Where have all the pubs gone?
4 September 2014 by James Bird
The number of pubs closing down has been increasing year on year. Back in 2009, the pub closure crisis was seen to peak at a rate of 52 per week. Although this has now reduced to a current level of around 31 per week, it is still a significant figure. One of the reasons for their decline can be summarised in two words – Planning Permission.
A big threat to public houses that are not part of a big chain is the lack of restrictions and controls with regard to planning permission. There are many situations in which planning permission is not required in order to redevelop a pub. This makes public houses prime targets for developers as they do not experience difficulties with permissions for change of use for the premises or the costs associated with these procedures.
Currently, the Use Classes Order is a tiered system with different land uses falling into various categories. Public houses and drinking establishments fall under class A4. Usually, when a change in use of premises is anticipated, the developer has to apply to the Local Authority to change to a different class. However, the Order states that for property in class A4, permission is not required if the new use falls within classes A1, A2 or A3. This therefore means that a pub can be converted into almost anything, varying from shops, through establishments that provide financial and professional services, to a restaurant or café. It is this “loophole” in legislation that makes these establishments highly sought after for development. This is best represented in the north where pubs that are being sold for an alternative use fetch an average price of £173,000 but if they are being sold as an ongoing concern they have an average price of over £230,000. It is not uncommon to see an independent pub being bought and then a year later being re-opened as a supermarket branch for one of the large chains. Research has shown that in 2010, 14% of pubs sold for alternative uses were for retail purposes and this has now risen to 18% in 2013.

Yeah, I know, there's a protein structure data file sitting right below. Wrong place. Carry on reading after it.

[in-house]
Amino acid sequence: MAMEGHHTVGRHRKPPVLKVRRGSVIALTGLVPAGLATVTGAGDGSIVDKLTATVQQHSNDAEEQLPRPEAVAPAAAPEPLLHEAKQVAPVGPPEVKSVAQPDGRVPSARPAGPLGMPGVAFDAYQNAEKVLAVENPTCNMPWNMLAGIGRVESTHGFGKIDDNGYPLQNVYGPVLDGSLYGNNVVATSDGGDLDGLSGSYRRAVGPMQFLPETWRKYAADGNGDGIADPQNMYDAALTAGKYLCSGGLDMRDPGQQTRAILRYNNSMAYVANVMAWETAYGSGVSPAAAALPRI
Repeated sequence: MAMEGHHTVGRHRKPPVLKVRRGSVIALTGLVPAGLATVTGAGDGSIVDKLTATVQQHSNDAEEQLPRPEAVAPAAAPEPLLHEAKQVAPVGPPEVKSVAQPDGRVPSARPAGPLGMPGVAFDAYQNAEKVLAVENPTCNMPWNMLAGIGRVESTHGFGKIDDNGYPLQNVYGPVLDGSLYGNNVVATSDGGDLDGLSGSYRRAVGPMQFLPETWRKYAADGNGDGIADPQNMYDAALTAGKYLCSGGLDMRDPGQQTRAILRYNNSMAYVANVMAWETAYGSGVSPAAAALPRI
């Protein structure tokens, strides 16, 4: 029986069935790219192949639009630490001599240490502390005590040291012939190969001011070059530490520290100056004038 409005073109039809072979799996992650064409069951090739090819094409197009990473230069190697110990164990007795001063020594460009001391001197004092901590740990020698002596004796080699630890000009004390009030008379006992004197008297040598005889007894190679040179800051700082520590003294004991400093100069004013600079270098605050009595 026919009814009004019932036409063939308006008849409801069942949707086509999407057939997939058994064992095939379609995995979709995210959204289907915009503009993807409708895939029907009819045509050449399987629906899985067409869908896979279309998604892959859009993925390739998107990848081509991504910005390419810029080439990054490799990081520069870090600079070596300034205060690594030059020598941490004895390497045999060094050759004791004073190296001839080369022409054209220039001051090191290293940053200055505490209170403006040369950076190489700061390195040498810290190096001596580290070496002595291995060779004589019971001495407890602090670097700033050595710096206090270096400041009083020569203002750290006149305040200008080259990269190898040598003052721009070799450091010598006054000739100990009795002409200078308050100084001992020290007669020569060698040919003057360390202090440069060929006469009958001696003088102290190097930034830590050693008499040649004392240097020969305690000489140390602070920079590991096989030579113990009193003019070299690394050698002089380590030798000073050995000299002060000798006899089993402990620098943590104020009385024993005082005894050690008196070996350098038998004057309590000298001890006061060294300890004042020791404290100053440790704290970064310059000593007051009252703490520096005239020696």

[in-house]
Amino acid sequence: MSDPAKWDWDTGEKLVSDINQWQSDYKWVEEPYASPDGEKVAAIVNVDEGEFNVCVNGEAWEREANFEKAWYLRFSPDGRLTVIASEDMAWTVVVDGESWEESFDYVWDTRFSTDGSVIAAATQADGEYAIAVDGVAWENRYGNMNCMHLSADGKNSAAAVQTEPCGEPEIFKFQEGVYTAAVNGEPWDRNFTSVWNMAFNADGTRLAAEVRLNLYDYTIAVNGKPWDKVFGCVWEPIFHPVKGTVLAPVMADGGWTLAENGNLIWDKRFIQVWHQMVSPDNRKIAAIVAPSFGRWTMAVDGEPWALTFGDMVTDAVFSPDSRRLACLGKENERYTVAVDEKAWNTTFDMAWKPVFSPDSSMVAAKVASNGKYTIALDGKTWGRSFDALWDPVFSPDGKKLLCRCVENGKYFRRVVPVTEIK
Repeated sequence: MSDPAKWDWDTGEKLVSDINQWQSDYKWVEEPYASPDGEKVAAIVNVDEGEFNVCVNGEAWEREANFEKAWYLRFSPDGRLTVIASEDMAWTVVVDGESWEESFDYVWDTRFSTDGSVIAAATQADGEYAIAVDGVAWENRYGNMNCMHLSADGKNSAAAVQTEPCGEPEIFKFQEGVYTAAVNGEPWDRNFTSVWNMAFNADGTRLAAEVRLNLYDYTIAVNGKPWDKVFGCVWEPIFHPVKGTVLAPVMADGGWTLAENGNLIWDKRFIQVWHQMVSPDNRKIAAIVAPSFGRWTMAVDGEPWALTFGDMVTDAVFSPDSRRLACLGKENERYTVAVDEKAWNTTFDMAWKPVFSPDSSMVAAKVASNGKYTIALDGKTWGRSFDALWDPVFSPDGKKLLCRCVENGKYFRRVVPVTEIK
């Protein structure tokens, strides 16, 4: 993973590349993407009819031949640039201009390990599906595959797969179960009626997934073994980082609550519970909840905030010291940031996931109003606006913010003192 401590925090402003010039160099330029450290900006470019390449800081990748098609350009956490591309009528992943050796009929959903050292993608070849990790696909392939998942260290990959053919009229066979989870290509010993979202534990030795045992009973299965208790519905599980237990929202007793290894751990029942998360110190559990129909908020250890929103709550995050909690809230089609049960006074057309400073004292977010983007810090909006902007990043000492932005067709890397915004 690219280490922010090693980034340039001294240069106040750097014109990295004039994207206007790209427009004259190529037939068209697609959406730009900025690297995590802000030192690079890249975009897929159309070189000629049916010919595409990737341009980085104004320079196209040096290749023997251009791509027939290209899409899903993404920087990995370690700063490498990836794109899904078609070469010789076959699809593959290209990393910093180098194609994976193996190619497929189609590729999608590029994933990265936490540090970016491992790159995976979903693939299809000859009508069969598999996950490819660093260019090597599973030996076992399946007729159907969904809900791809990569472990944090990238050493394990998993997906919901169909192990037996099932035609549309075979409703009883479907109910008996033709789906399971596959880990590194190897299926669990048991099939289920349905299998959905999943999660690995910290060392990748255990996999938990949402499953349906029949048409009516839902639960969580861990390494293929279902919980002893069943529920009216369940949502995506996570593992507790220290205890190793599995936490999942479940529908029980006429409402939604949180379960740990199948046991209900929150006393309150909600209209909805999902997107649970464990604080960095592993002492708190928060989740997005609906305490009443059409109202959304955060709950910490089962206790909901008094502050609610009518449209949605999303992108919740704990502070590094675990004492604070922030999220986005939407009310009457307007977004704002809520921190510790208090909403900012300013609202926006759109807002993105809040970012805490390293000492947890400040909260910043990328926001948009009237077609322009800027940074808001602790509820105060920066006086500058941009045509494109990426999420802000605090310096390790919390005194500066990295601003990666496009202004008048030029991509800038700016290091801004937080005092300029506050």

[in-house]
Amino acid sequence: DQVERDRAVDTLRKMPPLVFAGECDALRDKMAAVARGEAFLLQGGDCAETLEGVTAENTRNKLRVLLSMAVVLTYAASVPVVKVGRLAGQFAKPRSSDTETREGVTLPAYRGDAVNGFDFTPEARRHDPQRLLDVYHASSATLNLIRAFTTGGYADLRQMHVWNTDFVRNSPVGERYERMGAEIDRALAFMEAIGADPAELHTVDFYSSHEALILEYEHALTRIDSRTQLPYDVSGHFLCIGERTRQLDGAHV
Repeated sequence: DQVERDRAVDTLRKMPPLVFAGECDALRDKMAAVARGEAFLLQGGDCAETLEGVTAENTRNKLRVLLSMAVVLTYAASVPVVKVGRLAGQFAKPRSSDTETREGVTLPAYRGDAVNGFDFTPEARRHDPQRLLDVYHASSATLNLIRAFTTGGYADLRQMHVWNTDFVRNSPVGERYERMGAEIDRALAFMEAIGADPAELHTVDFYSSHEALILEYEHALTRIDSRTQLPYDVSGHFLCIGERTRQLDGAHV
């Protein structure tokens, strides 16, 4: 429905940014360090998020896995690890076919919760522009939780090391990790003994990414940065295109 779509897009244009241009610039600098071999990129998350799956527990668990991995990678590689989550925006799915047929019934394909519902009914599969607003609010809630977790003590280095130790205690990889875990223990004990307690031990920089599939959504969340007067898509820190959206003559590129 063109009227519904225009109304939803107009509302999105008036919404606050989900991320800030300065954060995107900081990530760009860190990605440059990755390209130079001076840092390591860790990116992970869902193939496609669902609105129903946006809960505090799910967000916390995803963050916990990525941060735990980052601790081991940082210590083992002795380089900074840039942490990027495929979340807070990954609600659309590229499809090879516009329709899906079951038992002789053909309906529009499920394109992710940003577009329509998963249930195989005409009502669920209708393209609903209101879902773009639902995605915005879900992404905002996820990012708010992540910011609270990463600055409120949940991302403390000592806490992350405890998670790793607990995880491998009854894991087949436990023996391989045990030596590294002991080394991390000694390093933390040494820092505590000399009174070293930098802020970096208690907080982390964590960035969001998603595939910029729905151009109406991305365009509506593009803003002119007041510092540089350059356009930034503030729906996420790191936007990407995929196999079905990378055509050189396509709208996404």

With the declining number of independent public houses, there has been an unexpected effect. It appears that in certain areas of the country, the spirit of pub life alive is being kept alive and this has resulted in more bars being built in residential properties. There has been an increase in the number of individuals who when renovating, or even building from scratch, have started to incorporate bars, in effect creating their own “locals at home”. This ranges from simply a bar in the corner of a games room to some people taking a more extreme approach and actually creating a small traditional pub in an outhouse in their garden.
The Campaign for Real Ale group, CAMRA, is gathering support for people to take action. Many who find that their locals have been sold are shocked when they realise there is no legislation which helps protect against the change of use. After recent successes in opposing the previous proposed beer duty increase, CAMRA have already persuaded almost 50 MPs to sign a parliamentary early day motion in support of closing the planning loopholes. CAMRA’s campaign is being highlighted this year at their Great British Beer Festival. With increased public awareness of the loophole in current planning legislation, it may become the case that the number of public houses closing for re-development will lessen significantly if there is a change to legislation being made.